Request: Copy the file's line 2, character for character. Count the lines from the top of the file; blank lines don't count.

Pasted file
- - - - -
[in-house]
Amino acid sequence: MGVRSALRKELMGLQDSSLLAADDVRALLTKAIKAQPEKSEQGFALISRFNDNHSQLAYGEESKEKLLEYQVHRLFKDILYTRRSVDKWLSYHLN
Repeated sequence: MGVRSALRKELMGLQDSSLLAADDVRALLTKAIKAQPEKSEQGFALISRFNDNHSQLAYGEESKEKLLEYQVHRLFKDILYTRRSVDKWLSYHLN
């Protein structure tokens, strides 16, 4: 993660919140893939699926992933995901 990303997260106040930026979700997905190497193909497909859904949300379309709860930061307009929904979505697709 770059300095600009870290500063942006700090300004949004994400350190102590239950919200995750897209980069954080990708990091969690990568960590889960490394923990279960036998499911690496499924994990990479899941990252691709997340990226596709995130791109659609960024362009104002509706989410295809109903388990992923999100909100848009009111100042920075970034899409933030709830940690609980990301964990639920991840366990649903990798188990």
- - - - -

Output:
Amino acid sequence: MGVRSALRKELMGLQDSSLLAADDVRALLTKAIKAQPEKSEQGFALISRFNDNHSQLAYGEESKEKLLEYQVHRLFKDILYTRRSVDKWLSYHLN